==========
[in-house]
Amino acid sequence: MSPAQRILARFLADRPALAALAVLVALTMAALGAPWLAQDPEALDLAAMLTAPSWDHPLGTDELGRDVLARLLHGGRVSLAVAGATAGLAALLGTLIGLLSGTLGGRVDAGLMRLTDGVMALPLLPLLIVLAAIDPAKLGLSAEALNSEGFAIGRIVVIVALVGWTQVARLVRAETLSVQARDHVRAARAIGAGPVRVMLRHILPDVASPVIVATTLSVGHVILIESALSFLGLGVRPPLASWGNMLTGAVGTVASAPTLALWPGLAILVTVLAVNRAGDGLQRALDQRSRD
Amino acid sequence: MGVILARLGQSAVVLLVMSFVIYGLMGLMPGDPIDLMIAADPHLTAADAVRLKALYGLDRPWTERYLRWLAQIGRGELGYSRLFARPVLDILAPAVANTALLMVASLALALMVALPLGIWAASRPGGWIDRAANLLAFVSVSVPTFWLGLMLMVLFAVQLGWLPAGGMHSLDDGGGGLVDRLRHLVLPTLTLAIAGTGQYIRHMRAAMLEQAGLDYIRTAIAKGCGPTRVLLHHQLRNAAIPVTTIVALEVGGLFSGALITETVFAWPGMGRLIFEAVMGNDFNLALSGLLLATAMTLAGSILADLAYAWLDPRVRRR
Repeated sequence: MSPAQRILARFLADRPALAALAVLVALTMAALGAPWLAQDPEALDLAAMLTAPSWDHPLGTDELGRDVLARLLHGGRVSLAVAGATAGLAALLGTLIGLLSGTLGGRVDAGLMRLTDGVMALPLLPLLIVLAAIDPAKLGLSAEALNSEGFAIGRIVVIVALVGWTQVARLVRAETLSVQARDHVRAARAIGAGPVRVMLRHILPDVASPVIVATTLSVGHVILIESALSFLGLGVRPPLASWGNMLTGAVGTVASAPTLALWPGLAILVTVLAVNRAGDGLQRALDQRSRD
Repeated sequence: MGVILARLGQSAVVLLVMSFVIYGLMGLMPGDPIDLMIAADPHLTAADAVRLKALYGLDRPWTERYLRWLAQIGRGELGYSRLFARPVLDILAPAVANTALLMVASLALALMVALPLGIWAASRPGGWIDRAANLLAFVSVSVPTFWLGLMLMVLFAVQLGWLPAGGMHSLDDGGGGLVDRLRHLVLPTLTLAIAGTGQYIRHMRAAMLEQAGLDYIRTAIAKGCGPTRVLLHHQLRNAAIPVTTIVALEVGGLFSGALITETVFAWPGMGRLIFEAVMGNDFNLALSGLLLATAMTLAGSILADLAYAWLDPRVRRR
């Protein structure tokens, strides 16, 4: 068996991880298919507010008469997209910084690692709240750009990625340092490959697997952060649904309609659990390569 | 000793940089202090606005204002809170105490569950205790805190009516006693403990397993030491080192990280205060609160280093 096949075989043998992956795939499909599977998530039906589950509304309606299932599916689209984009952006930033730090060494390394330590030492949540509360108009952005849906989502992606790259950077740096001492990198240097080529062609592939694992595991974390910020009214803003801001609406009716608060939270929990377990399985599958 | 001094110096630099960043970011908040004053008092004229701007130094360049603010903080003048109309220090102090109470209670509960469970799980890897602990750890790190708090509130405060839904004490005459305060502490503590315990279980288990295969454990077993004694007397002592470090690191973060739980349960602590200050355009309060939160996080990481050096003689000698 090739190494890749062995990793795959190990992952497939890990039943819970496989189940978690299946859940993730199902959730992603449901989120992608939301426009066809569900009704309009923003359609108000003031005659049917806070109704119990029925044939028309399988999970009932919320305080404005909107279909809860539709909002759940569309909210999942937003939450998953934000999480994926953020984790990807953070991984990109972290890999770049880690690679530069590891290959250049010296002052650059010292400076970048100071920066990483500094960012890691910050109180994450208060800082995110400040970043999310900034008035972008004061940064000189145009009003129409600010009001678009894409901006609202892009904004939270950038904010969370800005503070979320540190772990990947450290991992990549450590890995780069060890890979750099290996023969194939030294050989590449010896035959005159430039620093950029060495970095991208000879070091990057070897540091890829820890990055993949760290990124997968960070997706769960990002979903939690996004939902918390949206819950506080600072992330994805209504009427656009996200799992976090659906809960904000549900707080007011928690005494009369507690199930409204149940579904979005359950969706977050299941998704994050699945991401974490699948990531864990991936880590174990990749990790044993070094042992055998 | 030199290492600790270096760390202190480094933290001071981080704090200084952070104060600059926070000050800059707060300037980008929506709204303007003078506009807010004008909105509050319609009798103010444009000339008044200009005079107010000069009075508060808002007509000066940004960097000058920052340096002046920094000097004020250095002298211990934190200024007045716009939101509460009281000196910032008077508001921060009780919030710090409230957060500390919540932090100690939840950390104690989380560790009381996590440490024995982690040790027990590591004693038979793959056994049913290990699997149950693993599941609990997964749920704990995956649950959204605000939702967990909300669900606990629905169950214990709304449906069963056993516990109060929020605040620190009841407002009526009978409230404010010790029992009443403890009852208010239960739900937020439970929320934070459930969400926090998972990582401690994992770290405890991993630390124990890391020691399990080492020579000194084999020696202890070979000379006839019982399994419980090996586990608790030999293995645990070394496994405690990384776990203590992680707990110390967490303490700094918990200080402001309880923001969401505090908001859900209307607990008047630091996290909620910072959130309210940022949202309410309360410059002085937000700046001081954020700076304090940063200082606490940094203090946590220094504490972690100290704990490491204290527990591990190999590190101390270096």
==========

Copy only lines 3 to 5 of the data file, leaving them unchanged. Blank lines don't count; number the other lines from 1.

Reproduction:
Amino acid sequence: MGVILARLGQSAVVLLVMSFVIYGLMGLMPGDPIDLMIAADPHLTAADAVRLKALYGLDRPWTERYLRWLAQIGRGELGYSRLFARPVLDILAPAVANTALLMVASLALALMVALPLGIWAASRPGGWIDRAANLLAFVSVSVPTFWLGLMLMVLFAVQLGWLPAGGMHSLDDGGGGLVDRLRHLVLPTLTLAIAGTGQYIRHMRAAMLEQAGLDYIRTAIAKGCGPTRVLLHHQLRNAAIPVTTIVALEVGGLFSGALITETVFAWPGMGRLIFEAVMGNDFNLALSGLLLATAMTLAGSILADLAYAWLDPRVRRR
Repeated sequence: MSPAQRILARFLADRPALAALAVLVALTMAALGAPWLAQDPEALDLAAMLTAPSWDHPLGTDELGRDVLARLLHGGRVSLAVAGATAGLAALLGTLIGLLSGTLGGRVDAGLMRLTDGVMALPLLPLLIVLAAIDPAKLGLSAEALNSEGFAIGRIVVIVALVGWTQVARLVRAETLSVQARDHVRAARAIGAGPVRVMLRHILPDVASPVIVATTLSVGHVILIESALSFLGLGVRPPLASWGNMLTGAVGTVASAPTLALWPGLAILVTVLAVNRAGDGLQRALDQRSRD
Repeated sequence: MGVILARLGQSAVVLLVMSFVIYGLMGLMPGDPIDLMIAADPHLTAADAVRLKALYGLDRPWTERYLRWLAQIGRGELGYSRLFARPVLDILAPAVANTALLMVASLALALMVALPLGIWAASRPGGWIDRAANLLAFVSVSVPTFWLGLMLMVLFAVQLGWLPAGGMHSLDDGGGGLVDRLRHLVLPTLTLAIAGTGQYIRHMRAAMLEQAGLDYIRTAIAKGCGPTRVLLHHQLRNAAIPVTTIVALEVGGLFSGALITETVFAWPGMGRLIFEAVMGNDFNLALSGLLLATAMTLAGSILADLAYAWLDPRVRRR